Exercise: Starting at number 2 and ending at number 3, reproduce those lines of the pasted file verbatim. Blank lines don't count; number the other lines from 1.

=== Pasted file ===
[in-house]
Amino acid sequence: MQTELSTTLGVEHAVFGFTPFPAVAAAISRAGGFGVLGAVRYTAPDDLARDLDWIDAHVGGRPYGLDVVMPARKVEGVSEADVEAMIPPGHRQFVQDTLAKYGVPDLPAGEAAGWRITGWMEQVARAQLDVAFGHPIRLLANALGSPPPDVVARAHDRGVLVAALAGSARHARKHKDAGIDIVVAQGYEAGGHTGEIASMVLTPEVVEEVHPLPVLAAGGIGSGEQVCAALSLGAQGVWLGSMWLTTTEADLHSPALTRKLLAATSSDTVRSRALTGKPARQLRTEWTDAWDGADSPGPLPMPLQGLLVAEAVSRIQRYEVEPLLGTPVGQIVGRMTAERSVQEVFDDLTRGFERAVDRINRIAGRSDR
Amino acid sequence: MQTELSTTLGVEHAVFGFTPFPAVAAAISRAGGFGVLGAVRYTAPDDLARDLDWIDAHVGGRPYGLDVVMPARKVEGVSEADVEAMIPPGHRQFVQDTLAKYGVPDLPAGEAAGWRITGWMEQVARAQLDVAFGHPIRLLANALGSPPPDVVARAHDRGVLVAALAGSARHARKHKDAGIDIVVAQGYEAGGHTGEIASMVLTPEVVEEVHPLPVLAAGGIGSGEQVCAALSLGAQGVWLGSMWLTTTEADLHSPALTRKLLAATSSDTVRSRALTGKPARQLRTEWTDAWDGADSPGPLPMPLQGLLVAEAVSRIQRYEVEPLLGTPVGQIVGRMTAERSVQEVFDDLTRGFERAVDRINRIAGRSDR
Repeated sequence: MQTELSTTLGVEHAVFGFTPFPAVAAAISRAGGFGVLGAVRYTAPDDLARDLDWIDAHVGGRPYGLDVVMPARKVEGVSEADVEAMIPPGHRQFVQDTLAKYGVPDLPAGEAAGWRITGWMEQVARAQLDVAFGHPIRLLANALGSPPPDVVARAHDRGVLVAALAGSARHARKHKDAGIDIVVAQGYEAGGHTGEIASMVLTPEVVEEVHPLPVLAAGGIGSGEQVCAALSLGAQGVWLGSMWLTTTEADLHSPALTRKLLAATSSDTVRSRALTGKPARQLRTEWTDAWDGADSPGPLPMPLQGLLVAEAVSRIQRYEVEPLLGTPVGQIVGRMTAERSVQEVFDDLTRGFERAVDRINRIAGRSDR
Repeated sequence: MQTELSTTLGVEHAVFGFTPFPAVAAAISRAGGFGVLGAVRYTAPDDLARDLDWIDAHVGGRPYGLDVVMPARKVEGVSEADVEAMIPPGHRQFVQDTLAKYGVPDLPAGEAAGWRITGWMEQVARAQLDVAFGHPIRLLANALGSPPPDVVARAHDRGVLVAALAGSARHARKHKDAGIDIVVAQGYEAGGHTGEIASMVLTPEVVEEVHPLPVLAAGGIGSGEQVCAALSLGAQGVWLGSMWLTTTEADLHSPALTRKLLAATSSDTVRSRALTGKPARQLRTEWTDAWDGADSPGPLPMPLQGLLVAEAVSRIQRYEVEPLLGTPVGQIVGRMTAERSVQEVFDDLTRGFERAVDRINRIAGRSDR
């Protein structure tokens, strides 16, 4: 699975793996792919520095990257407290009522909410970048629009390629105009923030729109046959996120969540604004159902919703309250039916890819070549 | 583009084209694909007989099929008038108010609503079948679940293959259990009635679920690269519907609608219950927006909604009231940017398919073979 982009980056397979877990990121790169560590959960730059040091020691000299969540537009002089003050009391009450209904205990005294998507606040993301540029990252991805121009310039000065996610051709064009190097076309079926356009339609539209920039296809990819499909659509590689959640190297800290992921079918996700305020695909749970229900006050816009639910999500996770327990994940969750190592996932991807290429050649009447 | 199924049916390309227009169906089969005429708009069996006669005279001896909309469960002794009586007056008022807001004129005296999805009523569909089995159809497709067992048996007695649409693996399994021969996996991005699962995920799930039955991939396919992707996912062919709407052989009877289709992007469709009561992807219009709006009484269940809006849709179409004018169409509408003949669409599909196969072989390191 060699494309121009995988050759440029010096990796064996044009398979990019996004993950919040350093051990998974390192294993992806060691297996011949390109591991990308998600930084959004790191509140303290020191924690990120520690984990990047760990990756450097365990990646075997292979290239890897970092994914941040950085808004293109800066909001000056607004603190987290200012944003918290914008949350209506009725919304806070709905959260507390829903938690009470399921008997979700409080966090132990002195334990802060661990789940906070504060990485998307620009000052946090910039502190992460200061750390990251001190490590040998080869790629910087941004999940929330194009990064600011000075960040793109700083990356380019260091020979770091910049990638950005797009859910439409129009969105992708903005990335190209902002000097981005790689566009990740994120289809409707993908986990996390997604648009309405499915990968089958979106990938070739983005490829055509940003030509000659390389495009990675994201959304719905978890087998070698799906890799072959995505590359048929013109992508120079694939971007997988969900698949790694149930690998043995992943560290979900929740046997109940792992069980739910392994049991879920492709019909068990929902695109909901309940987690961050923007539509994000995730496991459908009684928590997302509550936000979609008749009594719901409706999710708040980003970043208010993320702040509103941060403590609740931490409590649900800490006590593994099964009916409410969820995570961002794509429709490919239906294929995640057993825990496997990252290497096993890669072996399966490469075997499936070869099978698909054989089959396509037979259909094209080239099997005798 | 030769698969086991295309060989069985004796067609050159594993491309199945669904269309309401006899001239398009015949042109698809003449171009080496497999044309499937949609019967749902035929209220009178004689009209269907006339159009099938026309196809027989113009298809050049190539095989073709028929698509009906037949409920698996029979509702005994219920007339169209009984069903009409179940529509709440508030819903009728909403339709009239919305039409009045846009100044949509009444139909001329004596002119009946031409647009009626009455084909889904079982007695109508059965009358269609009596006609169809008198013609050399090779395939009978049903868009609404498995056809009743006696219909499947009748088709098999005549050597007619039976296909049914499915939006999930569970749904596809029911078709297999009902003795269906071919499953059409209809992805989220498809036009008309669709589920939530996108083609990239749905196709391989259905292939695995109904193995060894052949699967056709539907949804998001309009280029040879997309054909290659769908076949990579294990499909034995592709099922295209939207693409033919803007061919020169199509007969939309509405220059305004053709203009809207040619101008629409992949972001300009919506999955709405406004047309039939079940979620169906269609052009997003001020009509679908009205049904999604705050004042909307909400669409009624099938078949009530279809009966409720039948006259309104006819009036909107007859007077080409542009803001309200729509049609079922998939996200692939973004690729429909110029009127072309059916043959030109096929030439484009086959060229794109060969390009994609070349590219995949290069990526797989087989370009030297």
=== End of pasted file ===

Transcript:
Amino acid sequence: MQTELSTTLGVEHAVFGFTPFPAVAAAISRAGGFGVLGAVRYTAPDDLARDLDWIDAHVGGRPYGLDVVMPARKVEGVSEADVEAMIPPGHRQFVQDTLAKYGVPDLPAGEAAGWRITGWMEQVARAQLDVAFGHPIRLLANALGSPPPDVVARAHDRGVLVAALAGSARHARKHKDAGIDIVVAQGYEAGGHTGEIASMVLTPEVVEEVHPLPVLAAGGIGSGEQVCAALSLGAQGVWLGSMWLTTTEADLHSPALTRKLLAATSSDTVRSRALTGKPARQLRTEWTDAWDGADSPGPLPMPLQGLLVAEAVSRIQRYEVEPLLGTPVGQIVGRMTAERSVQEVFDDLTRGFERAVDRINRIAGRSDR
Amino acid sequence: MQTELSTTLGVEHAVFGFTPFPAVAAAISRAGGFGVLGAVRYTAPDDLARDLDWIDAHVGGRPYGLDVVMPARKVEGVSEADVEAMIPPGHRQFVQDTLAKYGVPDLPAGEAAGWRITGWMEQVARAQLDVAFGHPIRLLANALGSPPPDVVARAHDRGVLVAALAGSARHARKHKDAGIDIVVAQGYEAGGHTGEIASMVLTPEVVEEVHPLPVLAAGGIGSGEQVCAALSLGAQGVWLGSMWLTTTEADLHSPALTRKLLAATSSDTVRSRALTGKPARQLRTEWTDAWDGADSPGPLPMPLQGLLVAEAVSRIQRYEVEPLLGTPVGQIVGRMTAERSVQEVFDDLTRGFERAVDRINRIAGRSDR